Teaching Opinion

Explore Shakespearean Text Via Twitter for Greater Student Engagement

By Starr Sackstein — June 01, 2017 2 min read
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Each scene from each act has been shared in comic form by different members of our classroom community. Students have had the opportunity to ask their questions of student experts, now is the time we take what we have learned in pieces and put it all together.

Class discussions can be tricky in the best of situations, especially when working with a large number of students in a room that is fixed in the way it looks. (I teach in a computer lab and the terminals can’t be moved. So the kids are sitting in rows with large computers right in front of them).

In order to combat the usual classroom discussion faux pas of allowing too few students to engage with the text, we will be discussing Macbeth on Twitter. This way, each student has a chance to engage before we do our written assessment in class and the discussion doesn’t have to end at the bell.

Using the hashtag #LIC10E, students will use the above questions as a jumping off point in their engagement and discussion of the text to help sort through their ideas.

During scene presentations, students had an opportunity to explore deeply what the experts on the scenes learned. During this time, they gathered notes and resources were provided to deepen and enrich their understanding of the text.

The chat that ensued showed some interesting trends about student understanding of the text. Most of the students held Lady Macbeth responsible for the actions of the play with a secondary act of blame toward Macbeth and the Witches equally which I thought was interesting.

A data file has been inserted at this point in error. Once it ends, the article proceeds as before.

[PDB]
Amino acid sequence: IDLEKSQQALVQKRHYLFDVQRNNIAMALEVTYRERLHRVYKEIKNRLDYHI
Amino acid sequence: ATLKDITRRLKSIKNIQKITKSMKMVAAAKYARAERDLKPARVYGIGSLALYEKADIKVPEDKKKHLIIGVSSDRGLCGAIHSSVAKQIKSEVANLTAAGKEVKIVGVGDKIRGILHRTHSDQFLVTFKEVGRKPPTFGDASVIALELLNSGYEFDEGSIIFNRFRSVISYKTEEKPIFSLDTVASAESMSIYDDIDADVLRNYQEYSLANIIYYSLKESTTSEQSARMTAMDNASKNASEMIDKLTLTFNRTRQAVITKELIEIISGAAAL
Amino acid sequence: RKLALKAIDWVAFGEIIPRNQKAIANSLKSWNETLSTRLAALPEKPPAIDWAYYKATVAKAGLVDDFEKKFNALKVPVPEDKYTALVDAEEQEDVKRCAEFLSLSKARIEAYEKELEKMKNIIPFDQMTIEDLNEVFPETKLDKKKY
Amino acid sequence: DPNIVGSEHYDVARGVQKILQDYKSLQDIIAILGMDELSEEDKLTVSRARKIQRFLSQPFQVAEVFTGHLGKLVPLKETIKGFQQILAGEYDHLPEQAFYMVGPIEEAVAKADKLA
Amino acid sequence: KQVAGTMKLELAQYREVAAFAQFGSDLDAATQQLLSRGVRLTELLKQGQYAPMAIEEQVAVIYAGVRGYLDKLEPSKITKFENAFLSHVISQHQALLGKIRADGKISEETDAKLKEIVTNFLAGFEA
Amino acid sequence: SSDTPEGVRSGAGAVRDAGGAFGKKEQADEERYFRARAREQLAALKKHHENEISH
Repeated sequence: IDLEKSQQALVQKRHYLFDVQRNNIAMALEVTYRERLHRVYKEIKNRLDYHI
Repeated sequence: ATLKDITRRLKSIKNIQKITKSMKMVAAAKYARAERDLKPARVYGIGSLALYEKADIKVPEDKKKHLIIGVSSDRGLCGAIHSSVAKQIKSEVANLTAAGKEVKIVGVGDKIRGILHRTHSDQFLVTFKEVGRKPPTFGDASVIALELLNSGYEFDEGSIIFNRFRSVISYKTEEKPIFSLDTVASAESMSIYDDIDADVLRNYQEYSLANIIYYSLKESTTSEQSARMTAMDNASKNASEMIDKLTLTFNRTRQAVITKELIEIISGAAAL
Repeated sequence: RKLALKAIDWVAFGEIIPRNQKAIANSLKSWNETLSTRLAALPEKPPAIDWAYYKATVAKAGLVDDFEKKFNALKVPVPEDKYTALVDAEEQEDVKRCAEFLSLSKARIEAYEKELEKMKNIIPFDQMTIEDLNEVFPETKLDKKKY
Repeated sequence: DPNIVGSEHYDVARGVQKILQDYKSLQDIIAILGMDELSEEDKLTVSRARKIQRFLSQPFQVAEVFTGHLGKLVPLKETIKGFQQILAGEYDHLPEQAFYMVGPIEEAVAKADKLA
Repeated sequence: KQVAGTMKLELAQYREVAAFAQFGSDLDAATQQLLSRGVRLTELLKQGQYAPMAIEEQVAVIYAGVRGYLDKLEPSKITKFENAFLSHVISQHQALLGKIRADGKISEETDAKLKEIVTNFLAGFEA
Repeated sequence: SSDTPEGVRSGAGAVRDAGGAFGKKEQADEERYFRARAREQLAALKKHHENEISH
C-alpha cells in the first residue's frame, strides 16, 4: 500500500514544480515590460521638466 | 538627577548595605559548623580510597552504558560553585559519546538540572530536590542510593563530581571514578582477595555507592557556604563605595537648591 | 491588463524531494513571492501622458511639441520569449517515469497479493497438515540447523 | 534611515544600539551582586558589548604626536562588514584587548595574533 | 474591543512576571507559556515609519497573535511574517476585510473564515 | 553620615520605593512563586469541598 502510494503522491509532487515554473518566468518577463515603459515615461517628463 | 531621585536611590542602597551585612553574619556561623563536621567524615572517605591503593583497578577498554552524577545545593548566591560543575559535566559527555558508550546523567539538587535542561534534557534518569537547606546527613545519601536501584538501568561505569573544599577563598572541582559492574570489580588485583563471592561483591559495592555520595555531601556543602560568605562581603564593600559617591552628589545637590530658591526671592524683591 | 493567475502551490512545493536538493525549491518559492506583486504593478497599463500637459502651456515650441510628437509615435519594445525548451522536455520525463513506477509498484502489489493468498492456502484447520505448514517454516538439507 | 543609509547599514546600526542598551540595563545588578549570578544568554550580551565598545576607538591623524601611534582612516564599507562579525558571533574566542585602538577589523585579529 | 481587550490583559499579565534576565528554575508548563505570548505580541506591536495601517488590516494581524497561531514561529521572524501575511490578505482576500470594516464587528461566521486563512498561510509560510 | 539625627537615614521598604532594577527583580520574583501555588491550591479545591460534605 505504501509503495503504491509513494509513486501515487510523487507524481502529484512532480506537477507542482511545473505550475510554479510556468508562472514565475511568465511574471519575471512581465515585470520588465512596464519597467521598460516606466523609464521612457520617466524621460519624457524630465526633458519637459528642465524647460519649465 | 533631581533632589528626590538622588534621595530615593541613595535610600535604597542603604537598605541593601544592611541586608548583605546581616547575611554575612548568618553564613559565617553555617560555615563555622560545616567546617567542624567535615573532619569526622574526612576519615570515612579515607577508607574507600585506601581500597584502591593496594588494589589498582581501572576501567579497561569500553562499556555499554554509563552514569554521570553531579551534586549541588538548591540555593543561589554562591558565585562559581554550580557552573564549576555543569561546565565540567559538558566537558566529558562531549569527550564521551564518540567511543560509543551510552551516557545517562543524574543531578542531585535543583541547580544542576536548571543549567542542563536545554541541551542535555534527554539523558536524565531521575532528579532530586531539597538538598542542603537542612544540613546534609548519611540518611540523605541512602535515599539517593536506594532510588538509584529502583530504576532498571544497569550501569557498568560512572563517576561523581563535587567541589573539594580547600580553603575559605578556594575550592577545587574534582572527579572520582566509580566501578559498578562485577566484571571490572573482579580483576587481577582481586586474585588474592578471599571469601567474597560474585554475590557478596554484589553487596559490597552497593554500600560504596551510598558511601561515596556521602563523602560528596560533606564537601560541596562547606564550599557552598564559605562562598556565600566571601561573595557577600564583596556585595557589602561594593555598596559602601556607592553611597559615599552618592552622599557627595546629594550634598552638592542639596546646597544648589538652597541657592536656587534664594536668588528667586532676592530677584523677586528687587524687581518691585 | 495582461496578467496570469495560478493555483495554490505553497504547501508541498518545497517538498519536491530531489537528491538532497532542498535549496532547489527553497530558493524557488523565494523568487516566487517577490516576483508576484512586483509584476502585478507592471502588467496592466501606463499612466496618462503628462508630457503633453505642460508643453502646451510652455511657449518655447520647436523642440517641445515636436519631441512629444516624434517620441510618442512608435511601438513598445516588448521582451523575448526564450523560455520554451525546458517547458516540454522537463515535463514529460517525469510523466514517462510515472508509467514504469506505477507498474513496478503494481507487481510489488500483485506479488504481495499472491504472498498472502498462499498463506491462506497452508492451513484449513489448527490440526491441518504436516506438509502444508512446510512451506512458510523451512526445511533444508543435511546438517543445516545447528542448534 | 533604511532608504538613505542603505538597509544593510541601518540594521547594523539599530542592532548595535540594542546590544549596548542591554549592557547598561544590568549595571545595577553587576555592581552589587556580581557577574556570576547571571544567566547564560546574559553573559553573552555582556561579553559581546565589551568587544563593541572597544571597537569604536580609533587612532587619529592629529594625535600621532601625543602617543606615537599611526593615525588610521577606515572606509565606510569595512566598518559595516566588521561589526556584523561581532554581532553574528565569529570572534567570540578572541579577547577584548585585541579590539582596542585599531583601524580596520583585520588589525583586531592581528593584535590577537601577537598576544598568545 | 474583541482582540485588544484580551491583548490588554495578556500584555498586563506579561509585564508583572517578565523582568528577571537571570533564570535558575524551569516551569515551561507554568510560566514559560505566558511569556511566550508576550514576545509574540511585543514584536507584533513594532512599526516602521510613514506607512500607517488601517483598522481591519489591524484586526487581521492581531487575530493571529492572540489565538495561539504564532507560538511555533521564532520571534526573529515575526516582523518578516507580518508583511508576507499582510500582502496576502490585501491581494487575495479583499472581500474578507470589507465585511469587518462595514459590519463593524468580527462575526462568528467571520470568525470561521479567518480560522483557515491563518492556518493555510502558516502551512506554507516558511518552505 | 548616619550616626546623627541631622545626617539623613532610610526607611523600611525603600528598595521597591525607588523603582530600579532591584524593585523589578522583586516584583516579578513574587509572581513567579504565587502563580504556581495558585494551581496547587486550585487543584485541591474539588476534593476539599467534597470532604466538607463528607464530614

Playing devil’s advocate, I tried to push them to question a few other options from the text to understand perspective.

Another major topic that was discussed was theme and which one played the most significant role. Depending on who’s story the student was most aligned with, the theme seemed to be match up.

Those students most interested in Lady Macbeth and gender roles spoke to guilt and/or regret while those interested in Macbeth spoke to ambition and absolute power.

Although I didn’t have complete class contribution, I will email students now and invite them to revisit the hashtag, read their classmates’ tweets and continue to think about the text before their written assessment on it.

We often think that our students are digital natives who enjoy using social media for everything, but the fact of the matter is, Twitter isn’t completely natural for them until we explicitly show them how to use it FOR learning. We’ve done a bunch of chats this year and if I were to teach the class again in the future, I’d work harder to involve our hashtag more diligently than I did this year.

One unexpected bonus was when a teacher, whose class had just finished Macbeth as well, asked if her students can weigh in on their thoughts. I love that! It will be great for my students to talk to students from different places about the text.

How do you engage your students in meaningful class discussion and make use of the tools you have? Please share

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